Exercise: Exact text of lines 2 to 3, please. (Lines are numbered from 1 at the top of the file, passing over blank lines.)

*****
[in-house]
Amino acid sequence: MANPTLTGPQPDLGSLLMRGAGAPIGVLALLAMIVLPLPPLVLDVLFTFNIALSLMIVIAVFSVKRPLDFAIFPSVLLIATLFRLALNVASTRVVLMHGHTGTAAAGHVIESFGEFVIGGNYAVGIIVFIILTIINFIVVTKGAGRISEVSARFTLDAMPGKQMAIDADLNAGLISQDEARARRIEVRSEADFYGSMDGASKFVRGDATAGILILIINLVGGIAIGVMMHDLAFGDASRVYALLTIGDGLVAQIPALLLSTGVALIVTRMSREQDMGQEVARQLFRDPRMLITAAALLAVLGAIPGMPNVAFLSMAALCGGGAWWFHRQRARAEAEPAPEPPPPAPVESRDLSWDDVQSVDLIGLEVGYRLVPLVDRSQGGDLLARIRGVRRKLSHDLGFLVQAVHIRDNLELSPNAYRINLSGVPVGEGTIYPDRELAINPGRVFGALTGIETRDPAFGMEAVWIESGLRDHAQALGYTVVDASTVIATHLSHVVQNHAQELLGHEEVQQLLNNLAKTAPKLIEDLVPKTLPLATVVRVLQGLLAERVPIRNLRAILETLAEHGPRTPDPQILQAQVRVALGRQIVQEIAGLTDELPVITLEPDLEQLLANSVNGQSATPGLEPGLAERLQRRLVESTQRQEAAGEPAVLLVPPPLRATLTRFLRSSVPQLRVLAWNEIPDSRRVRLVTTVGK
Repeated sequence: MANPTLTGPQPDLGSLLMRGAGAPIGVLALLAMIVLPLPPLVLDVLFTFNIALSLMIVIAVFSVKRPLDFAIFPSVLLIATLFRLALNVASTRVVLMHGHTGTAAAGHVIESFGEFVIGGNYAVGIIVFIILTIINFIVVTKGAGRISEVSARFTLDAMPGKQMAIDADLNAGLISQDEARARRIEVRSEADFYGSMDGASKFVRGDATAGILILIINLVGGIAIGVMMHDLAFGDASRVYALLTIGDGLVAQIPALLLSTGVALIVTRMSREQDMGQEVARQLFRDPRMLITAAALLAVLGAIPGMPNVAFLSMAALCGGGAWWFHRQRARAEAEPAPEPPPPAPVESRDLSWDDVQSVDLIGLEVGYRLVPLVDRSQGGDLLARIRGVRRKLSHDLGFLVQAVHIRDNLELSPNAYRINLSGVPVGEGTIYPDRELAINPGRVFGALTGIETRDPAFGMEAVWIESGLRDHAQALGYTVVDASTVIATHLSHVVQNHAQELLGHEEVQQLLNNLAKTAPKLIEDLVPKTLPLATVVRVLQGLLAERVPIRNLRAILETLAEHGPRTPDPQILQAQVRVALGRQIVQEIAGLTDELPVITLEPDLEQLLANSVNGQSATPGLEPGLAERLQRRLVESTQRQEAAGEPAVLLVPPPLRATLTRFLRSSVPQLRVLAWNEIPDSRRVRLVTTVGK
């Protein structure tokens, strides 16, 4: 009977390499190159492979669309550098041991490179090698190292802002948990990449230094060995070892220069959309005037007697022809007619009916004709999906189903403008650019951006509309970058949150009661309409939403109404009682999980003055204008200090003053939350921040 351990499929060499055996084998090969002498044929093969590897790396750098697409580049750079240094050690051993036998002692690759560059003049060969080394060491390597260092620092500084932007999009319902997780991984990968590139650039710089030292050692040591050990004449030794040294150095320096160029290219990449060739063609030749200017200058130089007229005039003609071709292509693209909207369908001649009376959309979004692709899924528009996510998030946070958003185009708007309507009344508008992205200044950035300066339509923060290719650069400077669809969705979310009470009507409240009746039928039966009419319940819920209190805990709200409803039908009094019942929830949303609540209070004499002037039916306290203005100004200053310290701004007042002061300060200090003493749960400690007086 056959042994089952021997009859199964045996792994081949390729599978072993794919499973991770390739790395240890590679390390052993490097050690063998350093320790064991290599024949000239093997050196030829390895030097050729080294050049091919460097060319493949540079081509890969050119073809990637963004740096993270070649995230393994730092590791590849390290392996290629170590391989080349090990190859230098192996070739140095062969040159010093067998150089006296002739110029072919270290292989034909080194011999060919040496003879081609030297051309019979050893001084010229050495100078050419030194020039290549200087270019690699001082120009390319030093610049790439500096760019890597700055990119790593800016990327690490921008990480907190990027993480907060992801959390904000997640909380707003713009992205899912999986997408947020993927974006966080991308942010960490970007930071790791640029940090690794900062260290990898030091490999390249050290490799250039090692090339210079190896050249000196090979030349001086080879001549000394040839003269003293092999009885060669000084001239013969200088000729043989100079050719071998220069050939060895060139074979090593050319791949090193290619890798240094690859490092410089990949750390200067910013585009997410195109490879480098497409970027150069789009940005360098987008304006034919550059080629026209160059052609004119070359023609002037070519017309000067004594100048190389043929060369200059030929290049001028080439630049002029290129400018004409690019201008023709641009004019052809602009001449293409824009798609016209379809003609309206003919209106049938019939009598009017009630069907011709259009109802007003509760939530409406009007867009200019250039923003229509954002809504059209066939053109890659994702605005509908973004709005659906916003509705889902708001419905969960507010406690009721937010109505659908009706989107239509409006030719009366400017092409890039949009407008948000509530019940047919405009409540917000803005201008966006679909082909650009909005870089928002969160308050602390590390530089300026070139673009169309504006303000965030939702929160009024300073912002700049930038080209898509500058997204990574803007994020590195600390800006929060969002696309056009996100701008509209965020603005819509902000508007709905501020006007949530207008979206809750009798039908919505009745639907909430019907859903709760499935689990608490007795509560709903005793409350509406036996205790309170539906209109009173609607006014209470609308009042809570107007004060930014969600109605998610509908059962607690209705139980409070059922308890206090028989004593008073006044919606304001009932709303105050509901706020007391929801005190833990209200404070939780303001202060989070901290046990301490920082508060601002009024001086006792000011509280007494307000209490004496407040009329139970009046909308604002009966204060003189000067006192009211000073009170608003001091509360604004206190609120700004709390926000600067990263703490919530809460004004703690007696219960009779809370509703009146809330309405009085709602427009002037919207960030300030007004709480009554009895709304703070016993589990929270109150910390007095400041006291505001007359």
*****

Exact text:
Amino acid sequence: MANPTLTGPQPDLGSLLMRGAGAPIGVLALLAMIVLPLPPLVLDVLFTFNIALSLMIVIAVFSVKRPLDFAIFPSVLLIATLFRLALNVASTRVVLMHGHTGTAAAGHVIESFGEFVIGGNYAVGIIVFIILTIINFIVVTKGAGRISEVSARFTLDAMPGKQMAIDADLNAGLISQDEARARRIEVRSEADFYGSMDGASKFVRGDATAGILILIINLVGGIAIGVMMHDLAFGDASRVYALLTIGDGLVAQIPALLLSTGVALIVTRMSREQDMGQEVARQLFRDPRMLITAAALLAVLGAIPGMPNVAFLSMAALCGGGAWWFHRQRARAEAEPAPEPPPPAPVESRDLSWDDVQSVDLIGLEVGYRLVPLVDRSQGGDLLARIRGVRRKLSHDLGFLVQAVHIRDNLELSPNAYRINLSGVPVGEGTIYPDRELAINPGRVFGALTGIETRDPAFGMEAVWIESGLRDHAQALGYTVVDASTVIATHLSHVVQNHAQELLGHEEVQQLLNNLAKTAPKLIEDLVPKTLPLATVVRVLQGLLAERVPIRNLRAILETLAEHGPRTPDPQILQAQVRVALGRQIVQEIAGLTDELPVITLEPDLEQLLANSVNGQSATPGLEPGLAERLQRRLVESTQRQEAAGEPAVLLVPPPLRATLTRFLRSSVPQLRVLAWNEIPDSRRVRLVTTVGK
Repeated sequence: MANPTLTGPQPDLGSLLMRGAGAPIGVLALLAMIVLPLPPLVLDVLFTFNIALSLMIVIAVFSVKRPLDFAIFPSVLLIATLFRLALNVASTRVVLMHGHTGTAAAGHVIESFGEFVIGGNYAVGIIVFIILTIINFIVVTKGAGRISEVSARFTLDAMPGKQMAIDADLNAGLISQDEARARRIEVRSEADFYGSMDGASKFVRGDATAGILILIINLVGGIAIGVMMHDLAFGDASRVYALLTIGDGLVAQIPALLLSTGVALIVTRMSREQDMGQEVARQLFRDPRMLITAAALLAVLGAIPGMPNVAFLSMAALCGGGAWWFHRQRARAEAEPAPEPPPPAPVESRDLSWDDVQSVDLIGLEVGYRLVPLVDRSQGGDLLARIRGVRRKLSHDLGFLVQAVHIRDNLELSPNAYRINLSGVPVGEGTIYPDRELAINPGRVFGALTGIETRDPAFGMEAVWIESGLRDHAQALGYTVVDASTVIATHLSHVVQNHAQELLGHEEVQQLLNNLAKTAPKLIEDLVPKTLPLATVVRVLQGLLAERVPIRNLRAILETLAEHGPRTPDPQILQAQVRVALGRQIVQEIAGLTDELPVITLEPDLEQLLANSVNGQSATPGLEPGLAERLQRRLVESTQRQEAAGEPAVLLVPPPLRATLTRFLRSSVPQLRVLAWNEIPDSRRVRLVTTVGK